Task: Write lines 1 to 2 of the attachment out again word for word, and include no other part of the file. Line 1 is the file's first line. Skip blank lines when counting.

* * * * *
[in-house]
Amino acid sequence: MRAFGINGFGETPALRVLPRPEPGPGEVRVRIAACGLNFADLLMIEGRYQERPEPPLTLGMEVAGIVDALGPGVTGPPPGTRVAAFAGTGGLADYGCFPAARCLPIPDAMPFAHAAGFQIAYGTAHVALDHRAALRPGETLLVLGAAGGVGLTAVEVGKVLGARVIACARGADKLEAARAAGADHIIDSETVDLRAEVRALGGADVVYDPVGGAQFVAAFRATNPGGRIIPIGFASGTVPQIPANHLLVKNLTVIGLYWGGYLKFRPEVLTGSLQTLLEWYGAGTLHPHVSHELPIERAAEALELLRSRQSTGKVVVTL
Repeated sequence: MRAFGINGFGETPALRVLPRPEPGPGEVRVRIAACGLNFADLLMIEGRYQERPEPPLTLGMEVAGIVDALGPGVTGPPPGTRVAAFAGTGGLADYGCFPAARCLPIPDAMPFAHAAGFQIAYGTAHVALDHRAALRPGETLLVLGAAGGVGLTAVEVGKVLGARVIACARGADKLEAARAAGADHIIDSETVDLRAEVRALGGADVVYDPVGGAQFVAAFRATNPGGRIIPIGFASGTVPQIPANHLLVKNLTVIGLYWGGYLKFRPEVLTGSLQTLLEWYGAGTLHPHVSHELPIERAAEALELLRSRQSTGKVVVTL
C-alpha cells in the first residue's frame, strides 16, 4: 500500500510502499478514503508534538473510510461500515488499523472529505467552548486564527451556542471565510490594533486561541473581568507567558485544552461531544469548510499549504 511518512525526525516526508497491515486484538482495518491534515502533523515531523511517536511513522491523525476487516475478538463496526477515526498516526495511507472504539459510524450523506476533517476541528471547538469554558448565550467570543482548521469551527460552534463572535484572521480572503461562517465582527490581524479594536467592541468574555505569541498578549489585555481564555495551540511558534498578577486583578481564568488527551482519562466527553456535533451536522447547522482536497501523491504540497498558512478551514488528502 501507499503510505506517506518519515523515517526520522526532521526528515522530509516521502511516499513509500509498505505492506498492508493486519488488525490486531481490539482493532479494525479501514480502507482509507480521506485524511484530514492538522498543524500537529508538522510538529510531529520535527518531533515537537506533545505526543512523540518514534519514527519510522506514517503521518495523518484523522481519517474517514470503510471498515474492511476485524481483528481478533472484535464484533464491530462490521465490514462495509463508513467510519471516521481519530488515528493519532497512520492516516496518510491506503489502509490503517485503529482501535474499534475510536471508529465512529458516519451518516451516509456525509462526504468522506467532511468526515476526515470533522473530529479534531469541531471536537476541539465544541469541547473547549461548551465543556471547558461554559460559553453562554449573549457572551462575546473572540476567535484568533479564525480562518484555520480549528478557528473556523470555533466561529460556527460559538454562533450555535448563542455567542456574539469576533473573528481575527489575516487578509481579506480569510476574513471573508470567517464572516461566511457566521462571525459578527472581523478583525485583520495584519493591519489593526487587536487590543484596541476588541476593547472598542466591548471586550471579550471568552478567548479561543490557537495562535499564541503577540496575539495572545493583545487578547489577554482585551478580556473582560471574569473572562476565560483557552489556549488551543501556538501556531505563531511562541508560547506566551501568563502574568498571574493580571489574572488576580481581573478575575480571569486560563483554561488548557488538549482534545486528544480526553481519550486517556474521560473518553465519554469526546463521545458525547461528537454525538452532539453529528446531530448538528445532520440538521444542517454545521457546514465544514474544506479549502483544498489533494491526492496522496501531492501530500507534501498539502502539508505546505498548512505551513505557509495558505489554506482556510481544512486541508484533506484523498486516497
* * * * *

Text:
[in-house]
Amino acid sequence: MRAFGINGFGETPALRVLPRPEPGPGEVRVRIAACGLNFADLLMIEGRYQERPEPPLTLGMEVAGIVDALGPGVTGPPPGTRVAAFAGTGGLADYGCFPAARCLPIPDAMPFAHAAGFQIAYGTAHVALDHRAALRPGETLLVLGAAGGVGLTAVEVGKVLGARVIACARGADKLEAARAAGADHIIDSETVDLRAEVRALGGADVVYDPVGGAQFVAAFRATNPGGRIIPIGFASGTVPQIPANHLLVKNLTVIGLYWGGYLKFRPEVLTGSLQTLLEWYGAGTLHPHVSHELPIERAAEALELLRSRQSTGKVVVTL